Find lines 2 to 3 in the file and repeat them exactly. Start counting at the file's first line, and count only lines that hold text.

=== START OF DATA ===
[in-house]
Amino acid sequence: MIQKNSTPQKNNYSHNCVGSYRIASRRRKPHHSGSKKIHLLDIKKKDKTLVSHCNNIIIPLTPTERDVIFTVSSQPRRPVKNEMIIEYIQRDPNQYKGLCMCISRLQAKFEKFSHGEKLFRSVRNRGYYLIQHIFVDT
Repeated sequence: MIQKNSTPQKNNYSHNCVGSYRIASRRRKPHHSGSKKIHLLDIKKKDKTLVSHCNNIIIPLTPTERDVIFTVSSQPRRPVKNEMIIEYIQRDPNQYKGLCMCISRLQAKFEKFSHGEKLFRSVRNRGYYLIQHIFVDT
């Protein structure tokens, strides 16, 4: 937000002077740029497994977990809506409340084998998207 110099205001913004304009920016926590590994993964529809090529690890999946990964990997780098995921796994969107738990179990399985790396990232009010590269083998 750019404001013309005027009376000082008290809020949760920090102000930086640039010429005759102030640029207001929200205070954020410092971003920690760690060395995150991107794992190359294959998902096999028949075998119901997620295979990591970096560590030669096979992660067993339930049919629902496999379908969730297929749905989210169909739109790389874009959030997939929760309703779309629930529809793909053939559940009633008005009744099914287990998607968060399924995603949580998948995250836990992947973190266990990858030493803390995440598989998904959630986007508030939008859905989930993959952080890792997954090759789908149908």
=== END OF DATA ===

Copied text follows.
Amino acid sequence: MIQKNSTPQKNNYSHNCVGSYRIASRRRKPHHSGSKKIHLLDIKKKDKTLVSHCNNIIIPLTPTERDVIFTVSSQPRRPVKNEMIIEYIQRDPNQYKGLCMCISRLQAKFEKFSHGEKLFRSVRNRGYYLIQHIFVDT
Repeated sequence: MIQKNSTPQKNNYSHNCVGSYRIASRRRKPHHSGSKKIHLLDIKKKDKTLVSHCNNIIIPLTPTERDVIFTVSSQPRRPVKNEMIIEYIQRDPNQYKGLCMCISRLQAKFEKFSHGEKLFRSVRNRGYYLIQHIFVDT